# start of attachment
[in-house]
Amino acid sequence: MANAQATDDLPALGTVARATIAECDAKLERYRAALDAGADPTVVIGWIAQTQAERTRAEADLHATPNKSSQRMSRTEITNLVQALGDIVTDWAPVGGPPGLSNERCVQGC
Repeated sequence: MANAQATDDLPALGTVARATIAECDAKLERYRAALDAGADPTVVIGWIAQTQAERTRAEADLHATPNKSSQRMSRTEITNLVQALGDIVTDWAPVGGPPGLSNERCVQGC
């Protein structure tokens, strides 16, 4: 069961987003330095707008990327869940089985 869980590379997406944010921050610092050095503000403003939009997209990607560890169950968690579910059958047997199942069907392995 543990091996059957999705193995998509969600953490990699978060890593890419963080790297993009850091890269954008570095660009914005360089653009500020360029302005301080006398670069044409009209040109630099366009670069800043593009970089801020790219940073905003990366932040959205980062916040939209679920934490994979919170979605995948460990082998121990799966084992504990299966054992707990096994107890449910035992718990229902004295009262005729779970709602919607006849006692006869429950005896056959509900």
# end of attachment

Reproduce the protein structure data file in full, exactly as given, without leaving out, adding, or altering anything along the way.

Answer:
[in-house]
Amino acid sequence: MANAQATDDLPALGTVARATIAECDAKLERYRAALDAGADPTVVIGWIAQTQAERTRAEADLHATPNKSSQRMSRTEITNLVQALGDIVTDWAPVGGPPGLSNERCVQGC
Repeated sequence: MANAQATDDLPALGTVARATIAECDAKLERYRAALDAGADPTVVIGWIAQTQAERTRAEADLHATPNKSSQRMSRTEITNLVQALGDIVTDWAPVGGPPGLSNERCVQGC
């Protein structure tokens, strides 16, 4: 069961987003330095707008990327869940089985 869980590379997406944010921050610092050095503000403003939009997209990607560890169950968690579910059958047997199942069907392995 543990091996059957999705193995998509969600953490990699978060890593890419963080790297993009850091890269954008570095660009914005360089653009500020360029302005301080006398670069044409009209040109630099366009670069800043593009970089801020790219940073905003990366932040959205980062916040939209679920934490994979919170979605995948460990082998121990799966084992504990299966054992707990096994107890449910035992718990229902004295009262005729779970709602919607006849006692006869429950005896056959509900």